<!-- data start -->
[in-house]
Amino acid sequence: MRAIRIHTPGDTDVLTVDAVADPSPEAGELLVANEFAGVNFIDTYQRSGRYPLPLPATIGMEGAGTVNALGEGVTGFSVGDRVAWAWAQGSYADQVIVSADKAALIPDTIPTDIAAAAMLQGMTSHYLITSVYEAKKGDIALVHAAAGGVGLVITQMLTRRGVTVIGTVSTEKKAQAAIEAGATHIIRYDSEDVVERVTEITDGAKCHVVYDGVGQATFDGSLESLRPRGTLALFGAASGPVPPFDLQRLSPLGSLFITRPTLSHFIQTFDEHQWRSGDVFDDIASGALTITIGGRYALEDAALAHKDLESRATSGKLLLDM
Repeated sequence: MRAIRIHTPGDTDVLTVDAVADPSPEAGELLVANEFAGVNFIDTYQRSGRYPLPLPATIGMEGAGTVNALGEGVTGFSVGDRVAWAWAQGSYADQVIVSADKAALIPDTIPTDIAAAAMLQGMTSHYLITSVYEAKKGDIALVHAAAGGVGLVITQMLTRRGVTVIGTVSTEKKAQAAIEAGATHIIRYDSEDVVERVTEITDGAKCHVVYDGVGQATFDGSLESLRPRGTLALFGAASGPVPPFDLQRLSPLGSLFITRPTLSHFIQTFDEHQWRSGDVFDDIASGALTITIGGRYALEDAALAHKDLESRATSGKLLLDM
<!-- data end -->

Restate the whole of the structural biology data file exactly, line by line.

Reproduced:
[in-house]
Amino acid sequence: MRAIRIHTPGDTDVLTVDAVADPSPEAGELLVANEFAGVNFIDTYQRSGRYPLPLPATIGMEGAGTVNALGEGVTGFSVGDRVAWAWAQGSYADQVIVSADKAALIPDTIPTDIAAAAMLQGMTSHYLITSVYEAKKGDIALVHAAAGGVGLVITQMLTRRGVTVIGTVSTEKKAQAAIEAGATHIIRYDSEDVVERVTEITDGAKCHVVYDGVGQATFDGSLESLRPRGTLALFGAASGPVPPFDLQRLSPLGSLFITRPTLSHFIQTFDEHQWRSGDVFDDIASGALTITIGGRYALEDAALAHKDLESRATSGKLLLDM
Repeated sequence: MRAIRIHTPGDTDVLTVDAVADPSPEAGELLVANEFAGVNFIDTYQRSGRYPLPLPATIGMEGAGTVNALGEGVTGFSVGDRVAWAWAQGSYADQVIVSADKAALIPDTIPTDIAAAAMLQGMTSHYLITSVYEAKKGDIALVHAAAGGVGLVITQMLTRRGVTVIGTVSTEKKAQAAIEAGATHIIRYDSEDVVERVTEITDGAKCHVVYDGVGQATFDGSLESLRPRGTLALFGAASGPVPPFDLQRLSPLGSLFITRPTLSHFIQTFDEHQWRSGDVFDDIASGALTITIGGRYALEDAALAHKDLESRATSGKLLLDM